A former Sacramento man has been sentenced to prison for his role in a scheme to defraud customers of his medical mobility business, including elderly people and disabled veterans.
Carlos B. Jerez, 35, who most recently lived in Fort Lauderdale, Fla., was sentenced today in Sacramento by U.S. District Judge Kimberly J. Mueller to eight months in prison and an additional four months of home confinement, according to a federal Department of Justice news release.
Mueller ordered Jerez, after his release from prison, to complete 50 hours of community service specifically with organizations that provide services for people with mobility impairments. She also ordered Jerez to pay a $10,000 fine and restitution to all known victims for their financial losses.
According to court documents, Jerez was the owner of 1st Class Mobility Inc., a business that offered to sell motorized wheelchairs and scooters over the Internet. Between April 2008 and April 2009, Jerez and 1st Class Mobility received payment from consumers for motorized wheelchairs and scooters without the ability or intention to deliver the devices.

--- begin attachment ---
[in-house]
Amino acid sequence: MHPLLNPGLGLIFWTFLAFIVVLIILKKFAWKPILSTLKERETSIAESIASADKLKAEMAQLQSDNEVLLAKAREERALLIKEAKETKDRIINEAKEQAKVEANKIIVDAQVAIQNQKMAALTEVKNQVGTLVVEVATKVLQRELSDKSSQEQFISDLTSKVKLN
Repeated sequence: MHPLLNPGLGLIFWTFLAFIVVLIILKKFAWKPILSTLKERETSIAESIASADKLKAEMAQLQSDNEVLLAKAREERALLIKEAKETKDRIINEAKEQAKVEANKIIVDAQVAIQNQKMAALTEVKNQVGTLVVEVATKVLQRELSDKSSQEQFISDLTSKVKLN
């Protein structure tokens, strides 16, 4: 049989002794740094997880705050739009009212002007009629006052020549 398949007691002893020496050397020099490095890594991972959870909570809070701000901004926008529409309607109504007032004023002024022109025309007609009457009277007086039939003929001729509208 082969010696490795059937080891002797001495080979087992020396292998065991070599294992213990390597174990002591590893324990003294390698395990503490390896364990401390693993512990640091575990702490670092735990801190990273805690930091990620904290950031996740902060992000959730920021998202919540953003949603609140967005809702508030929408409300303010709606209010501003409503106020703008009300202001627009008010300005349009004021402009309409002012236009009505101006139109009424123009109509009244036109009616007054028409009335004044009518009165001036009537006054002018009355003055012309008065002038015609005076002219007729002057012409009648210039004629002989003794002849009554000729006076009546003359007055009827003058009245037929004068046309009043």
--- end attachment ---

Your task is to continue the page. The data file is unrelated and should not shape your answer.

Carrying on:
Despite receiving prepayment for the chairs, Jerez did not deliver the products that customers ordered. Authorities said he made various misrepresentations about the status of the products, such as claiming that they had been shipped, were stuck in customs, or were on a slow ship from China. Jerez also falsely claimed that refunds were available, or that a refund check had been issued.
Authorities said a number of the victims were disabled, elderly or disabled veterans.
The case resulted from an investigation by the Sacramento County Sheriff's Office as part of the Sacramento Valley Hi-Tech Crimes Task Force, a partnership between state and local law enforcement agencies to investigate crimes including fraud using computers and the Internet.